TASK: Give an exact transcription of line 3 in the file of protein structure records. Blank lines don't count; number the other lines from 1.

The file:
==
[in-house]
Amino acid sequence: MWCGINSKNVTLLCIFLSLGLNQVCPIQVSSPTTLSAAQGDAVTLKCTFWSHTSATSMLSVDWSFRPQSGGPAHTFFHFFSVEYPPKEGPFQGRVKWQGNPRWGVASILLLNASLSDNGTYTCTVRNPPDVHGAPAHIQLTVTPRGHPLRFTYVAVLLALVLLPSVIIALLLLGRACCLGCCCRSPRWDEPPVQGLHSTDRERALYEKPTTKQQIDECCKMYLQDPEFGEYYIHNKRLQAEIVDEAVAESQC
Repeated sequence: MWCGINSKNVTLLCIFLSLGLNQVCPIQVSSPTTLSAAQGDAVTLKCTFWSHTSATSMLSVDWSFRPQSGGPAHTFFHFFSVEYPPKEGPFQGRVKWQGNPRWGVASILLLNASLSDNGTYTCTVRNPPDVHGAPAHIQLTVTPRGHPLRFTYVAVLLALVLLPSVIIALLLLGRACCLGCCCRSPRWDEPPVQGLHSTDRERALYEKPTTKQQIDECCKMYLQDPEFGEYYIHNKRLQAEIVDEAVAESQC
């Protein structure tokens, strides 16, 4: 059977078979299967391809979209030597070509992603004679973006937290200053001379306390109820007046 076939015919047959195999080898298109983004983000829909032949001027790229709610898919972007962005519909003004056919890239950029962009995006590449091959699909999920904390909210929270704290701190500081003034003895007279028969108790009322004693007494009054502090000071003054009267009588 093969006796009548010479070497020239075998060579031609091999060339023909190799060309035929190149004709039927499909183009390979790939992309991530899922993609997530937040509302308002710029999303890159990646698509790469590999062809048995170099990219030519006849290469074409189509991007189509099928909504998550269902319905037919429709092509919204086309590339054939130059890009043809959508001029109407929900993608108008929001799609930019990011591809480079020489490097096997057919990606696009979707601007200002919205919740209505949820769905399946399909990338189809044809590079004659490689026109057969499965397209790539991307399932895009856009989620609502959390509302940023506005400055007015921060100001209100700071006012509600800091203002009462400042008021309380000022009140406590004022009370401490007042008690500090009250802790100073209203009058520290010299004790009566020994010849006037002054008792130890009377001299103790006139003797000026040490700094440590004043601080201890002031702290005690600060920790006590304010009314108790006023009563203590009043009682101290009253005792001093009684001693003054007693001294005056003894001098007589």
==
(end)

Repeated sequence: MWCGINSKNVTLLCIFLSLGLNQVCPIQVSSPTTLSAAQGDAVTLKCTFWSHTSATSMLSVDWSFRPQSGGPAHTFFHFFSVEYPPKEGPFQGRVKWQGNPRWGVASILLLNASLSDNGTYTCTVRNPPDVHGAPAHIQLTVTPRGHPLRFTYVAVLLALVLLPSVIIALLLLGRACCLGCCCRSPRWDEPPVQGLHSTDRERALYEKPTTKQQIDECCKMYLQDPEFGEYYIHNKRLQAEIVDEAVAESQC